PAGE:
Impact of Demographics, Functional Status & Comorbidity on BSE Proficiency in Older Black Women

2.50
Hdl Handle:
http://hdl.handle.net/10755/154697
Type:
Presentation
Title:
Impact of Demographics, Functional Status & Comorbidity on BSE Proficiency in Older Black Women
Abstract:
Impact of Demographics, Functional Status & Comorbidity on BSE Proficiency in Older Black Women
Conference Sponsor:Sigma Theta Tau International
Conference Year:2001
Conference Date:June, 2001
Author:Duffy, Mary, PhD
P.I. Institution Name:Boston College
Title:Professor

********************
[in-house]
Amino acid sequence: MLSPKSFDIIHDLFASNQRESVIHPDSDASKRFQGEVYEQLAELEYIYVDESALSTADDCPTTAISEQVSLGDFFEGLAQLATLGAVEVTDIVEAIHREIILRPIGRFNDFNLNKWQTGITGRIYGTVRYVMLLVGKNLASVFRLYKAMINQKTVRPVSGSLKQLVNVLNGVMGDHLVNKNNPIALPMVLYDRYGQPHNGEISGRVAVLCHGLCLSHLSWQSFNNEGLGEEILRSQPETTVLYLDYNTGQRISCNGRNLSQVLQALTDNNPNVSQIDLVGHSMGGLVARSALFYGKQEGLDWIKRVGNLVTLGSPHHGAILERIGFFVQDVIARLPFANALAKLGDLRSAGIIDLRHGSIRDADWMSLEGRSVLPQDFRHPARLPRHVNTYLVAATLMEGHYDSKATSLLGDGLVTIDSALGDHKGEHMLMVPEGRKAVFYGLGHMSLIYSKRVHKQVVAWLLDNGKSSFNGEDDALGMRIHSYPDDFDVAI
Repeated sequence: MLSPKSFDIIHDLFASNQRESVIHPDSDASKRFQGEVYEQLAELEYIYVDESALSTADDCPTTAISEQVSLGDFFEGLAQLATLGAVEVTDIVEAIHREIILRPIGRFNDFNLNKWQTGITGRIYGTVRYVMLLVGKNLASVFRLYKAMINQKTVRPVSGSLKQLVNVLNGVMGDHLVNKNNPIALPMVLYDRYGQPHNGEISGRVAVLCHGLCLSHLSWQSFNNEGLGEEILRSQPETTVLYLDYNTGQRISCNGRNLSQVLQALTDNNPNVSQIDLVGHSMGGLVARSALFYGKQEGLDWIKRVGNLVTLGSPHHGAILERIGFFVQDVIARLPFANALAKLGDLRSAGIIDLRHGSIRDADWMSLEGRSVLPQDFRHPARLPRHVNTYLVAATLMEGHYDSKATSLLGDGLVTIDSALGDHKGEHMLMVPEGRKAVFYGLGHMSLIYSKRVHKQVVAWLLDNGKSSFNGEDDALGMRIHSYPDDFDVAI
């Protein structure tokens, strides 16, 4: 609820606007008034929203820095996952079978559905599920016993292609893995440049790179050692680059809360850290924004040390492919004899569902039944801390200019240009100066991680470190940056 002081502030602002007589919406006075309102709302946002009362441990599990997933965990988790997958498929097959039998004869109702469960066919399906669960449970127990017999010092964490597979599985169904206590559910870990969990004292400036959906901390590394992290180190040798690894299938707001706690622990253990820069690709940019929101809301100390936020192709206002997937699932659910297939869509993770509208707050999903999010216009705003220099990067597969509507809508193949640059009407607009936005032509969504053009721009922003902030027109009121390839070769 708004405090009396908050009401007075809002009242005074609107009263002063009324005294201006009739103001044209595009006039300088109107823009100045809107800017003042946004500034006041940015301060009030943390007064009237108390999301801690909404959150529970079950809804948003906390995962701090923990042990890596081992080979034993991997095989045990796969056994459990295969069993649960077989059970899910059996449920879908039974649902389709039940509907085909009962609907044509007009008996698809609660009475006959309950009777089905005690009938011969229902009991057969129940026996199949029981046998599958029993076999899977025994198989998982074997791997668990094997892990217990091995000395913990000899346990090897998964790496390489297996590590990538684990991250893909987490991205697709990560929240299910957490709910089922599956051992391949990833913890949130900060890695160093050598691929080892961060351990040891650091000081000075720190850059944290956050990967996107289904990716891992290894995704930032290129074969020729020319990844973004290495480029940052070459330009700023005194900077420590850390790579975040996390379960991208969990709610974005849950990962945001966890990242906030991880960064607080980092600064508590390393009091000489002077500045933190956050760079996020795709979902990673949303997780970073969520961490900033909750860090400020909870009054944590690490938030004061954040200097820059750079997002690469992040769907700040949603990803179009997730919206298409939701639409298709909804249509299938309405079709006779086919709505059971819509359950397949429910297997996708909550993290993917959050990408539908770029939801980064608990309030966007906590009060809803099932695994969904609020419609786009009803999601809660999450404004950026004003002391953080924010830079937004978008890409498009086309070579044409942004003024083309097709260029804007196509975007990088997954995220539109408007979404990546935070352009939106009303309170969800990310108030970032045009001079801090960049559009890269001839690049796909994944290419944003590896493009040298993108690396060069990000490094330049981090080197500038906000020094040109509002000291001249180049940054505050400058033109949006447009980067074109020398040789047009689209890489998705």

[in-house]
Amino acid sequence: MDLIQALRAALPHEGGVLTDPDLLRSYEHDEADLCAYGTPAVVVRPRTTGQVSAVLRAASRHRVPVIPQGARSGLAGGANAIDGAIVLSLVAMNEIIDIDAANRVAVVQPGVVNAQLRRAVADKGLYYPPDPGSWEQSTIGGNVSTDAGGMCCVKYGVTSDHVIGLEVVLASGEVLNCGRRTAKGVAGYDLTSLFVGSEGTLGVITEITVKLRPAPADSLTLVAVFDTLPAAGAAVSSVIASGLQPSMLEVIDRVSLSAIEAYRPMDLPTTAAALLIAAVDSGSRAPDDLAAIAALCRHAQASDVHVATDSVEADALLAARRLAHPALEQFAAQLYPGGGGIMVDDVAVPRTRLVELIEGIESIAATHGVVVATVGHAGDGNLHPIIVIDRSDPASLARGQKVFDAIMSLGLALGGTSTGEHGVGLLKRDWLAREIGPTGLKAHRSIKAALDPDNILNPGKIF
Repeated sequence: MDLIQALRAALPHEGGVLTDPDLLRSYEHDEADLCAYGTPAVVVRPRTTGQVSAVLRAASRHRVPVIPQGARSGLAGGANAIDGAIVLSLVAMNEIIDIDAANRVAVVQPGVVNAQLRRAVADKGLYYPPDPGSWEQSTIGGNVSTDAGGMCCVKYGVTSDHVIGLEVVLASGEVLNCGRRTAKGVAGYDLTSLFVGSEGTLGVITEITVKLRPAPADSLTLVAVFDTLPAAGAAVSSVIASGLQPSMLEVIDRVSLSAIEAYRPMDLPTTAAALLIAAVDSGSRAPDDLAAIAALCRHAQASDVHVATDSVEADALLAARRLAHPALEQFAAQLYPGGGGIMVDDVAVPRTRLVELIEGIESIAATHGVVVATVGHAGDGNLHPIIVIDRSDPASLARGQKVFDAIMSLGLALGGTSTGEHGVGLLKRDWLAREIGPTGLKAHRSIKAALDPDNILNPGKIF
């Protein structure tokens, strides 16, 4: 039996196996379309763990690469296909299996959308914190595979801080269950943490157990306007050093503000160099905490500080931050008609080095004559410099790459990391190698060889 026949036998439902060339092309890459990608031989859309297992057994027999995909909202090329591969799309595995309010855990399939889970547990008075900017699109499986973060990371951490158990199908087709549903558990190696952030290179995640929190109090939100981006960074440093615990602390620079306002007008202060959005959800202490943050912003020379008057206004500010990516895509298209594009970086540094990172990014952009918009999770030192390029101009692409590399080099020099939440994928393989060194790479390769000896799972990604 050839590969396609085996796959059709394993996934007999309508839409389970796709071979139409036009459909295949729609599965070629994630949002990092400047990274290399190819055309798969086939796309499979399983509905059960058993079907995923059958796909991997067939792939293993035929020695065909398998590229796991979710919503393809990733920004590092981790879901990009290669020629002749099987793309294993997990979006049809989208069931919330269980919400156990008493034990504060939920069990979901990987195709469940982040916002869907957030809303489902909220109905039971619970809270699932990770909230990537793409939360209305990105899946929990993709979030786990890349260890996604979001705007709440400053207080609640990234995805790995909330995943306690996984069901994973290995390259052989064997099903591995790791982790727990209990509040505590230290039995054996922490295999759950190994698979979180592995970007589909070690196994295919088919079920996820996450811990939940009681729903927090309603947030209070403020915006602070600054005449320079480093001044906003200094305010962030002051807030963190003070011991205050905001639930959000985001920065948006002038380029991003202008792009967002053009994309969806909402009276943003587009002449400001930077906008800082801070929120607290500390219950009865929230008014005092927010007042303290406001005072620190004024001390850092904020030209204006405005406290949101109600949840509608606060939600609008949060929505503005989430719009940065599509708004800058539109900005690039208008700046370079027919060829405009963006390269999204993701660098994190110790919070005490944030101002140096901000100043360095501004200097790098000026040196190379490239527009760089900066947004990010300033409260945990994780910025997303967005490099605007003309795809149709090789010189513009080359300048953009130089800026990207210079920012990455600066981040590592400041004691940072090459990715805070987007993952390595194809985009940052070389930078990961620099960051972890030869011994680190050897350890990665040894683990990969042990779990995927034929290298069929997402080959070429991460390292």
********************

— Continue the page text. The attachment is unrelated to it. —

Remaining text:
Objective: To understand how demographics, functional status and comorbidity influence breast self-examination proficiency in older Black women in the United States; and To learn how study results relate to previous research in the area of older women’s breast self-examination proficiency. Despite a lower incidence of breast cancer, mortality rates are higher in Black women than in White counterparts. Abundant research suggests lower screening rates related to socioeconomic factors among Black women are more influential than biological factors in producing death from breast cancer. The objective of the study, using a health belief model framework, was to determine if selected demographics, functional status and comorbidity significantly influence breast self-examination (BSE) proficiency in older Black women in the United States. Methods. Design. Sample. In this descriptive-correlational study, the sample, a subset of a larger US federally-funded study, consisted of 246 Black women whose average age was 7l + 8.8 years. The majority were widowed (54%), with less than 11 years of education (50%) & an annual income between $7,000 & $9,900. Findings. The objective was achieved by canonical correlational analysis. The demographics (age, education, income, marital status, cognitive status, health status), functional status & comorbidity formed the predictor set. Breast cancer screening knowledge, BSE inspection/palpation skills & detection of breast lumps in simulated models formed the dependent set. Two significant canonical variate pairs emerged. CANVAR 1, with 39% redundancy, indicated that older, not currently married, Black women with less education & income, lower cognitive functioning & functional status were more likely to have lower breast cancer screening knowledge, BSE inspection/palpation & lump detection scores than their counterparts. CANVAR 2, with 15% redundancy, suggested that older Black women with less education but better health status, functional status & less comorbidity were more likely to have higher BSE inspection/palpation scores but lower breast cancer screening knowledge & lump detection scores than their counterparts. The total amount of explained variance for the two canonical variate pairs was 54%. Conclusions & Implications: Study findings provide new information about the interrelated factors that influence BSE proficiency in older Black women in the United States and they support findings in several earlier studies. Additionally, study results point to the need for more research on the BSE proficiency of underrepresented & socioeconomically disadvantaged groups in American society. Future studies are needed to improve our understanding of breast cancer screening practices in older age groups.